Easy, breezy: KU’s Stigler wins 400 hurdles, MOP title at Relays

Kansas hurdler Michael Stigler glances over at the crowd as he clears a hurdle during the Mens 400 Meter Hurdles event of the Kansas Relays on Saturday, April 19, 2014 at Rock Chalk Park. Nick Krug/Journal-World Photo

Kansas hurdler Michael Stigler glances over at the crowd as he clears a hurdle during the Mens 400 Meter Hurdles event of the Kansas Relays on Saturday, April 19, 2014 at Rock Chalk Park. Nick Krug/Journal-World Photo

Sunday, April 20, 2014

Confident U.S. Olympic hurdles contender Michael Stigler didn’t let 30 mph wind gusts bother him Saturday during his first-ever race at Rock Chalk Park.

The 5-foot-10 Kansas University junior from Canyon, Texas, charged through a stiff breeze on the straightaway and ran away from the pack with the wind at his back on the final stretch, winning the Kansas Relays 400 hurdles in 49.35 seconds.

It’s the top clocking in the NCAA this outdoor season and fifth-best performance on the world charts.

“To be honest, I feel like it was bound to happen,” said Stigler, who finished almost three seconds in front of Nebraska’s Tibor Koroknai (52.09) and in doing so was named outstanding male performer of the Relays.

“It was a great race. I just ran my race,” added Stigler, also a member of the winning 400 relay team (40.44) with Shawn Smith, Jaime Wilson and DeMario Johnson.

Stigler, who thrilled a crowd of 6,082 on a sunny 80-degree day, will be vying for his third straight Big 12 400 hurdles crown and first NCAA title later this spring.

The 2016 Rio Olympics are in his plans, especially after he barely missed making the U.S. team in 2012. He placed seventh in the 400 hurdles finals at the Olympic Trials.

Top three finishers advanced to the London Games.

“The thing with the 400 hurdles,” Stigler said, “is you learn more about the race as you grow. An Olympic gold medal is in my future, I feel like.”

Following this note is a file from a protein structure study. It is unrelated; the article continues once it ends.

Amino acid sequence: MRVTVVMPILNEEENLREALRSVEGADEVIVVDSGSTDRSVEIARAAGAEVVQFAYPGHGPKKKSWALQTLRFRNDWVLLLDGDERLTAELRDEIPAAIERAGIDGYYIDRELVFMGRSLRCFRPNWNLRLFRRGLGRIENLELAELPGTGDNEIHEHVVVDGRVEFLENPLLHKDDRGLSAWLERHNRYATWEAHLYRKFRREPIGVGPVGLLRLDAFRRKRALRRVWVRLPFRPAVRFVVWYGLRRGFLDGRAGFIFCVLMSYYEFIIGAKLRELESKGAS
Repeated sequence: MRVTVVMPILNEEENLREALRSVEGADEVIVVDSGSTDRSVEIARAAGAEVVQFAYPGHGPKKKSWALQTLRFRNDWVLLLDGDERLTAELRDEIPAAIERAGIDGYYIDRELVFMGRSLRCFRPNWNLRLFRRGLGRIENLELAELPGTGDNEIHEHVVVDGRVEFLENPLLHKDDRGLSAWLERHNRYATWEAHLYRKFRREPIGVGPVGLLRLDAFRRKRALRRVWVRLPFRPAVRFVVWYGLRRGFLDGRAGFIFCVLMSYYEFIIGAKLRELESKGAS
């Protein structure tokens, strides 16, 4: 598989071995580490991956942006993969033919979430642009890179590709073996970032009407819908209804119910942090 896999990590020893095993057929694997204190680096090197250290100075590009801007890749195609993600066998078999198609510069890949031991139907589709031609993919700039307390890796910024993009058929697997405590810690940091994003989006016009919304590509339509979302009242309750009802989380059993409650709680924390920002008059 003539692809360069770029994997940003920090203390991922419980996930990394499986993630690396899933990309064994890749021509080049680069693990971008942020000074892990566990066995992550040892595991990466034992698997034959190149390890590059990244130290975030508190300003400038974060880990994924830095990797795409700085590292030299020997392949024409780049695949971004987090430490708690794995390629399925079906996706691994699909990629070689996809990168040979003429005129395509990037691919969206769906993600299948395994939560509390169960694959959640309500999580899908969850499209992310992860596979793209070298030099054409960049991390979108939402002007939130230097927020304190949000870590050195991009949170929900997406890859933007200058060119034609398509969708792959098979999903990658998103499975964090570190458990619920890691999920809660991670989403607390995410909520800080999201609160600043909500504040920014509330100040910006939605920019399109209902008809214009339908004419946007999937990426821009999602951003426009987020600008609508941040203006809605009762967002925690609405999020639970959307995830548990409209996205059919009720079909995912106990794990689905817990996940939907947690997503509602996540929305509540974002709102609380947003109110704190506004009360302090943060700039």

Stigler, who finished second in the 400 hurdles at NCAAs last year in a KU-record time of 49.19, realizes the next step is to be No. 1 on the collegiate level.

“My mental preparation, everything’s going to stay the same,” Stigler said of his attitude in the future. “The Michael Stigler when I came into Kansas ... I’m going to be the same Michael Stigler leaving. I’m a humble guy, and I’m not scared to say it. I prepare and work hard. Everything that happens on the field is hard work. I work hard and thank my coach (Stanley Redwine) for that.”

KU senior Diamond Dixon, who won a gold medal as a member of the U.S. 1,600 relay team in the 2012 Olympics, placed second in the 400 Saturday in a time of 54.07. Her former KU teammate, Paris Daniels, who was competing unattached and soon will sign a pro contract, crossed first in 53.66.

“She did a really good job today. She came here and executed like she was supposed to,” Dixon said of Daniels.

“The wind is my kryptonite,” Dixon added, smiling. “It does something to me. (But) I’m not going to blame it on the wind. Competitors behind me did what they had to do to catch me. That’s all I can say for today,” added Dixon, who also competed on KU’s winning 400 relay team (45.23) with Zainab Sanni, Tianna Valentine and Sydney Conley.

“I was struggling with the wind on the 4x1,” Dixon said. “I was like, ‘Oh my goodness, this is rough.’”

Dixon, a Houston native who plans to return to the Olympics in 2016, admits it has been quite a transitional period since blasting onto the international scene.

“The pressure. It’s like when he (public address) announced, ‘National champion,’” Dixon said of introductions before Saturday’s race. “You put the gold medal out there, I was like, ‘Oh my gosh, I have to run an Olympic gold medal race.’ I’m an introvert. It may not seem like it right now. It’s kind of like my alter-ego. I have to be this person who talks after races. I have no problem with it. I’m getting better. It’s hard. It puts a lot of pressure on me to not be somebody that I’m not.”

Saturday’s 400 winner, Daniels, also has designs on Rio in 2016.

“Get ready for me,” she said with a smile.

She said she enjoyed competing on the fast track at Rock Chalk Park.

“The track seems really fast,” Daniels said. “I love the surface. It’s not like one of the hard tracks. I can’t wait to run on it again. It’s a world-class fast track. That’s what I’ve heard from other people.”

The women’s meet MVP was Ally Watt of Pine Creek High in Colorado Springs. She won the 100 and anchored the winning 400 relay.

Champs: The KU team of Alisha Keys, Whitney Adams, Lindsay Vollmer and Rhavean King won the 1,600 relay in 3:40.76. Vollmer also won the 100 hurdles in 13.49 and King the 800 in 2:10.28. Adams was second to King in the 800 in 2:10.72. Hannah Richardson won the 1,500 in 4:29.68, edging teammate Natalie Becker (4:32.07). Valentine won the 100 in 11.33. Conley won the long jump in 21-4. Former KU runner Kyle Clemons won the 400 in 46.78.